The logo design process is the fun part. We take what we’ve found in discovery, direction we’ve reviewed from our branding efforts and give it a personality we came up during our Identity process. Here, we begin with sketches of what your logo could look like and develop concepts. Next, we review with you our concepts and get feedback. Then, back to the drawing board to wrap up design and execute final files. We create your logo branding in every version you’d need and deliver the goods. Easy peasy.
A logo is not your brand, nor is it your identity. Logo design, identity design and branding all have different roles, that together, form a perceived image for a business or product.
What is brand? – The perceived emotional corporate image as a whole.
What is identity? – The visual aspects that form part of the overall brand.
What is a logo? – A logo identifies a business in its simplest form via the use of a mark or icon.
You could describe a ‘brand’ as an organisation, service or product with a ‘personality’ that is shaped by the perceptions of the audience. Many people believe a brand only consists of a few elements – some colours, some fonts, a logo, a slogan and maybe some music added in too. In reality, it is much more complicated than that. You might say that a brand is a ‘corporate image’.
The identity or ‘image’ of a company is made up of many visual devices:
A logo is for… identification.
A logo identifies a company or product via the use of a mark, flag, symbol or signature.
Brand –The perceived emotional corporate image as a whole.
Identity – The visual aspects that form part of the overall brand.
Logo – Identifies a business in its simplest form via the use of a mark or icon.
Original story from http://justcreative.com/2010/04/06/branding-identity-logo-design-explained/
We are certain her skills will exceed your expectations. On behalf of our team, please join us in welcoming her! – Ray Rico
December 5th, we celebrated our Holiday Anniversary Party. You are the reason we love what we do, so we make this toast to you. We have been in business for 6 years now (here in the offices in Cooper-Young for 1 year) and toasting to lucky 7. Thanks to everyone who came out to help us celebrate. We <3 you!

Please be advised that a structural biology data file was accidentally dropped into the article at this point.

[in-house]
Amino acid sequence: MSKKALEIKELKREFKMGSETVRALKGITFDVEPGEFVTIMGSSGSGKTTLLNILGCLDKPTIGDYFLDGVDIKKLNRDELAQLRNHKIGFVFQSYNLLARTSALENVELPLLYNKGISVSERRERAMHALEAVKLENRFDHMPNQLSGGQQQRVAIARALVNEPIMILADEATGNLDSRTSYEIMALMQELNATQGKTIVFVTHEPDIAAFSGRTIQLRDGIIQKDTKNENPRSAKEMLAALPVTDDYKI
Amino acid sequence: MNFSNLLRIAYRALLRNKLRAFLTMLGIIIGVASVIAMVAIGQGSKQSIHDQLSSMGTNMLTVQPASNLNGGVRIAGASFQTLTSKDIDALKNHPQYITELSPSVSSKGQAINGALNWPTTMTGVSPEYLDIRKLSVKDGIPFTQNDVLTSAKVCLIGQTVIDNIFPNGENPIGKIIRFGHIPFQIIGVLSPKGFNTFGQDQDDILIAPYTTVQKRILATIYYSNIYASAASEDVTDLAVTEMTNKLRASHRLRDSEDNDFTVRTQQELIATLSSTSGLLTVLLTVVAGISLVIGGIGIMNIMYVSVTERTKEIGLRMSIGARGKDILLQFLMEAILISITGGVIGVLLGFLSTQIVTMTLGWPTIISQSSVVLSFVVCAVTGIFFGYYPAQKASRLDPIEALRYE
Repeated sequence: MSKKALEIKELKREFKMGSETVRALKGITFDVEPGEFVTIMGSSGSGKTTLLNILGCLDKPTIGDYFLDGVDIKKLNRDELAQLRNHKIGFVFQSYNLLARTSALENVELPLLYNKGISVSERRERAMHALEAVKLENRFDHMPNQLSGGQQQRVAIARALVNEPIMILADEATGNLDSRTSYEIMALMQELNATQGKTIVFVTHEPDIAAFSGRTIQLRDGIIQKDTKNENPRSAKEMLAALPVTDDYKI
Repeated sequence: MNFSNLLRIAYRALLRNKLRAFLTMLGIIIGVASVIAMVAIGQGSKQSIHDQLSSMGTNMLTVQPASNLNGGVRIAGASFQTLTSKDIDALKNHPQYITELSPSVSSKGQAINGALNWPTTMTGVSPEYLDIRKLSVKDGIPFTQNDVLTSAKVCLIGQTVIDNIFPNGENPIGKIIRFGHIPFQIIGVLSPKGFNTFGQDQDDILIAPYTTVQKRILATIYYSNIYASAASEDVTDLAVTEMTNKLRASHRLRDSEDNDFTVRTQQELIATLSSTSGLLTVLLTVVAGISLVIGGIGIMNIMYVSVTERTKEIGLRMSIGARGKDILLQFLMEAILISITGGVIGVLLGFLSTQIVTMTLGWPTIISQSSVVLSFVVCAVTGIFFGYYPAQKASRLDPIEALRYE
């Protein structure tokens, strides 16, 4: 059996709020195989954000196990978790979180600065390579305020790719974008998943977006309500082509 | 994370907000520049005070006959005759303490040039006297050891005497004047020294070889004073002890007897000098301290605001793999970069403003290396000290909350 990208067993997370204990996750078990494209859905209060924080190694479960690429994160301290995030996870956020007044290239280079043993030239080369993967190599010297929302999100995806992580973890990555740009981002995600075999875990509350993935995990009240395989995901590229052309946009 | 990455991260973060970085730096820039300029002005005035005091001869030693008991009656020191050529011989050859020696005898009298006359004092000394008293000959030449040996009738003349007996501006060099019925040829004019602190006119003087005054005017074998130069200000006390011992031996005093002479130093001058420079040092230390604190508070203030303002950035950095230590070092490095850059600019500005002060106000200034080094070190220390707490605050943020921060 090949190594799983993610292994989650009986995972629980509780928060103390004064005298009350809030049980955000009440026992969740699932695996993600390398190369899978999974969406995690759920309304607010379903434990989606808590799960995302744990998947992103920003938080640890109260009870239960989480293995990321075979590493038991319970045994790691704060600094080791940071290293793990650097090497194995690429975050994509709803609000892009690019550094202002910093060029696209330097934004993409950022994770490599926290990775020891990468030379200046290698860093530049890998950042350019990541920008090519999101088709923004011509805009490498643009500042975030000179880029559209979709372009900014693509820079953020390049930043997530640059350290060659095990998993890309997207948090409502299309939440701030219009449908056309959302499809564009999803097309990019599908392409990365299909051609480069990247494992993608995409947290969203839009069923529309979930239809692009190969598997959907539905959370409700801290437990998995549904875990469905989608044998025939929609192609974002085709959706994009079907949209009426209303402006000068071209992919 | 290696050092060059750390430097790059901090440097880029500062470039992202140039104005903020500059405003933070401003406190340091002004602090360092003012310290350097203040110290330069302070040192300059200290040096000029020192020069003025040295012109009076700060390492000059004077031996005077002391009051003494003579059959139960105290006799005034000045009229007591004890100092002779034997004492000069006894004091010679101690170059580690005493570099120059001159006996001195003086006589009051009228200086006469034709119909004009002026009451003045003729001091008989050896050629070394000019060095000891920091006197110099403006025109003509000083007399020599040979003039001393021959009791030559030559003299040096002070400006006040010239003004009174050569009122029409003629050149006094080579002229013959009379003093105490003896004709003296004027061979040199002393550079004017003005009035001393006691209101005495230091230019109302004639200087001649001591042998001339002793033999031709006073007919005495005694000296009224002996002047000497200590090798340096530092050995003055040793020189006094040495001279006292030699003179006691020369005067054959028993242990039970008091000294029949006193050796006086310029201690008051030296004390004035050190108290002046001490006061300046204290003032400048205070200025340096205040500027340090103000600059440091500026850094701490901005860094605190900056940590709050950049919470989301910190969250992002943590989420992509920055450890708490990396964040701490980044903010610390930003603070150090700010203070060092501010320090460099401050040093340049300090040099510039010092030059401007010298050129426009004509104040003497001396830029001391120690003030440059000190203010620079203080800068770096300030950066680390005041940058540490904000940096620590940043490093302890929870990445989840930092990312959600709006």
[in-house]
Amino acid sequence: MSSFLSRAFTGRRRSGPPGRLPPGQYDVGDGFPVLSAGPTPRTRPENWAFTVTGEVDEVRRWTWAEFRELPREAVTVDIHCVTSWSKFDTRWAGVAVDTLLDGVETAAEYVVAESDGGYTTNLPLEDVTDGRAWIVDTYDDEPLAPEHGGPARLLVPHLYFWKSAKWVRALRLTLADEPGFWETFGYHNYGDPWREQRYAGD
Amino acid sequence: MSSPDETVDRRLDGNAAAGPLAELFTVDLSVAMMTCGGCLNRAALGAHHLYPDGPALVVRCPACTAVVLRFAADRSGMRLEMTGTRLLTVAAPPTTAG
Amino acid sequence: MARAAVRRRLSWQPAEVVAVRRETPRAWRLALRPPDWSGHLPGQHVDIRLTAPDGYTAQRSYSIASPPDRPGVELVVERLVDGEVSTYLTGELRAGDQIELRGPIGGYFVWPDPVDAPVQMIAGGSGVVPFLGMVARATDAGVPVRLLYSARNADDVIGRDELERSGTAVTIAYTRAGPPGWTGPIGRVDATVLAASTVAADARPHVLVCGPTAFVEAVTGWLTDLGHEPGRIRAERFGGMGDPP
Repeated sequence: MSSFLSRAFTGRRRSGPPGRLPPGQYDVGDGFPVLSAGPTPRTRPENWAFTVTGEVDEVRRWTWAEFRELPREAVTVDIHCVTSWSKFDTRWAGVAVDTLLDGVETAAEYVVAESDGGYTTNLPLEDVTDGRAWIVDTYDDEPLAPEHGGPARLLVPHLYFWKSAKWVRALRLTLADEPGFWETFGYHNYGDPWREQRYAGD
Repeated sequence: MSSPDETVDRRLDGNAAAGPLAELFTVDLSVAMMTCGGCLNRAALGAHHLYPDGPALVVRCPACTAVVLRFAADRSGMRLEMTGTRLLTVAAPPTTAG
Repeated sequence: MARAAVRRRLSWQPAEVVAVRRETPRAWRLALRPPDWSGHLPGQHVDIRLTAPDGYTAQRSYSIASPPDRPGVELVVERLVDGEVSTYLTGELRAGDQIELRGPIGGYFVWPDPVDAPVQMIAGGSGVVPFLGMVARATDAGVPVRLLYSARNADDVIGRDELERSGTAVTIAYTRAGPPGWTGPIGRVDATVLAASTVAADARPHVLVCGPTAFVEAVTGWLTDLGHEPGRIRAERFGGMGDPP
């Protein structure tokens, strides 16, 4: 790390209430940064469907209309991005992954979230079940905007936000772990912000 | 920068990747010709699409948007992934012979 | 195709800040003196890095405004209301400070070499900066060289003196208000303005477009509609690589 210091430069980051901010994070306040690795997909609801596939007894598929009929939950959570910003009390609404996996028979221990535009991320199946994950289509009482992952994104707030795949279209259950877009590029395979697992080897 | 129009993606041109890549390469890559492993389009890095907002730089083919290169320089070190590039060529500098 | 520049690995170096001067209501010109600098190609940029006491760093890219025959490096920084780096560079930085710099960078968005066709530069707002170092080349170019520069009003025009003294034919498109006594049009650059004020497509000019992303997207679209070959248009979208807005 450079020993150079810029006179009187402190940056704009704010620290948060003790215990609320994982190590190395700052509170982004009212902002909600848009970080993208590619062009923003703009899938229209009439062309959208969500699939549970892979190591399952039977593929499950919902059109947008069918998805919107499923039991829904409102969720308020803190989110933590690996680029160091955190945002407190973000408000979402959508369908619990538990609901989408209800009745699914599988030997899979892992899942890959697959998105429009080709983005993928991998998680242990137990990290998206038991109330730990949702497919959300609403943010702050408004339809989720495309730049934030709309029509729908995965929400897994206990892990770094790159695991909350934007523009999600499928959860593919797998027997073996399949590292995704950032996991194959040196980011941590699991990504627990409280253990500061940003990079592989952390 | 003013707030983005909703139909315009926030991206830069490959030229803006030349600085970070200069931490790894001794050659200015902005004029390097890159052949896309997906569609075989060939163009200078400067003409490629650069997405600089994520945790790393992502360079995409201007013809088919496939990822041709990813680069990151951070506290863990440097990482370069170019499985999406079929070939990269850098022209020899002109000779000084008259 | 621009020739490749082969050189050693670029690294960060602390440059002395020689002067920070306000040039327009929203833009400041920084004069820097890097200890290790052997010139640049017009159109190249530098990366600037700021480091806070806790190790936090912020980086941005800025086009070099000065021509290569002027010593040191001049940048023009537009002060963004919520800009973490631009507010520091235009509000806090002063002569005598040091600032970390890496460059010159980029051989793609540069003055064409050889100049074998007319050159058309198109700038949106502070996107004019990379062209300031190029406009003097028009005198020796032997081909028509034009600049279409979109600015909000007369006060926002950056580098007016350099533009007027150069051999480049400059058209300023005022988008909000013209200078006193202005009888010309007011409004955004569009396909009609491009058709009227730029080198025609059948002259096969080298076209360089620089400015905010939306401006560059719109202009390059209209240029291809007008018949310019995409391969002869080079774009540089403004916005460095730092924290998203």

For two years in a row we have been happy to align ourselves with Leadership Memphis. A graduate of the Spring 2010 class, Principal Ray Rico knows the importance of promoting Memphis and how helping to retain young professionals here is. “Going through the program helped not only enlighten me about what was going on in my community but it allowed me the opportunity to make a difference.”
By partnering with Leadership Memphis Ray Rico Freelance has become a resourceful resource to many of the communications you receive from the organization.
Here are some things you might have seen from us.
This February, we got to partner with Agility Financial Credit Union. The first quarter they kept us pretty busy. We worked on branding and designing three separate campaigns for different programs they offered.
Check out the campaigns we did here.
The three campaigns yielded a direct mail campaign, outdoor transit advertising, front page newspaper ads, website banners, signage and even a redesigned newsletter to tout it all. Check out Agility Financial and the three campaigns we helped them kick-off this February.
• Credit Rebuilder Loan Program – Enhance your credit score in 12 mos.
• Auto Loan Recapture Program – Lower your auto intrest rate up to as low as 1.99%
• Credit Card Balance Transfer Program – Drop the debt with low balance transfer rates.
This January 2012, we got to embark on a very fun project with a long time client, Turn Her Style. At the end of 2011, planning began on how to re-launch the brand and generate a buzz. Our plan involved updating the logo, creating a TV commercial, print ads and a social media campaign.
In late January, we began production for our TV commercials. After writing and casting the roles we began production on our :30 and :60 masterpieces. The process was grueling but in the end we were happy with the way the commercials turned out and the response we got from them. Check out this funny photo. Classy, huh?
In order to re-launch the brand successfully again, we also began redesigning the website.
And our efforts on social media weren’t missed. The buzz on the commercials alone had our audience talking about Turn Her Style for months and generated calls and business.
Welcome to 2012. Thanks to everyone who helped Ray Rico Freelance have one of the most successful years yet. We look forward to another great year working with you all. 2012 is already off to a great start with lots of new projects and opportunities. Here is hoping you all make the very best of yours. Cheers!